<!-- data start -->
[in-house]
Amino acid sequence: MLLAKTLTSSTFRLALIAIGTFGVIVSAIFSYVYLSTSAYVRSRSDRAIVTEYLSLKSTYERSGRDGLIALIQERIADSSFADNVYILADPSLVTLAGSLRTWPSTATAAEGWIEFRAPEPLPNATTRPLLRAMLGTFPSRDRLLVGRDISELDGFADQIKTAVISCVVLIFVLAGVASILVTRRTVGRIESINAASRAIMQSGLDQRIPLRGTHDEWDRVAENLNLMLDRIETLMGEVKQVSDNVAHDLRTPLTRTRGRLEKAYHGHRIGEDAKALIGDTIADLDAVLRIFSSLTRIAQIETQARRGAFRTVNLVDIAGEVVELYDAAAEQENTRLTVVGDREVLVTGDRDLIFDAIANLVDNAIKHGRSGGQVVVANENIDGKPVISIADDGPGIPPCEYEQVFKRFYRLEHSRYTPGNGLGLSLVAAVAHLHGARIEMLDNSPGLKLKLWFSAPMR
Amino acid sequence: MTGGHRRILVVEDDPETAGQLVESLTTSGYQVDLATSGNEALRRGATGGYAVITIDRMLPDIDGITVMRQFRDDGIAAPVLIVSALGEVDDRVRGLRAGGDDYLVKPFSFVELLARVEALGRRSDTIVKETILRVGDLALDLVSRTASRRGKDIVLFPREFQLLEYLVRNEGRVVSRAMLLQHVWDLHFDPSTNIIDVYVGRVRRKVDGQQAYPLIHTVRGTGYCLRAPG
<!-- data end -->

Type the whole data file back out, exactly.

[in-house]
Amino acid sequence: MLLAKTLTSSTFRLALIAIGTFGVIVSAIFSYVYLSTSAYVRSRSDRAIVTEYLSLKSTYERSGRDGLIALIQERIADSSFADNVYILADPSLVTLAGSLRTWPSTATAAEGWIEFRAPEPLPNATTRPLLRAMLGTFPSRDRLLVGRDISELDGFADQIKTAVISCVVLIFVLAGVASILVTRRTVGRIESINAASRAIMQSGLDQRIPLRGTHDEWDRVAENLNLMLDRIETLMGEVKQVSDNVAHDLRTPLTRTRGRLEKAYHGHRIGEDAKALIGDTIADLDAVLRIFSSLTRIAQIETQARRGAFRTVNLVDIAGEVVELYDAAAEQENTRLTVVGDREVLVTGDRDLIFDAIANLVDNAIKHGRSGGQVVVANENIDGKPVISIADDGPGIPPCEYEQVFKRFYRLEHSRYTPGNGLGLSLVAAVAHLHGARIEMLDNSPGLKLKLWFSAPMR
Amino acid sequence: MTGGHRRILVVEDDPETAGQLVESLTTSGYQVDLATSGNEALRRGATGGYAVITIDRMLPDIDGITVMRQFRDDGIAAPVLIVSALGEVDDRVRGLRAGGDDYLVKPFSFVELLARVEALGRRSDTIVKETILRVGDLALDLVSRTASRRGKDIVLFPREFQLLEYLVRNEGRVVSRAMLLQHVWDLHFDPSTNIIDVYVGRVRRKVDGQQAYPLIHTVRGTGYCLRAPG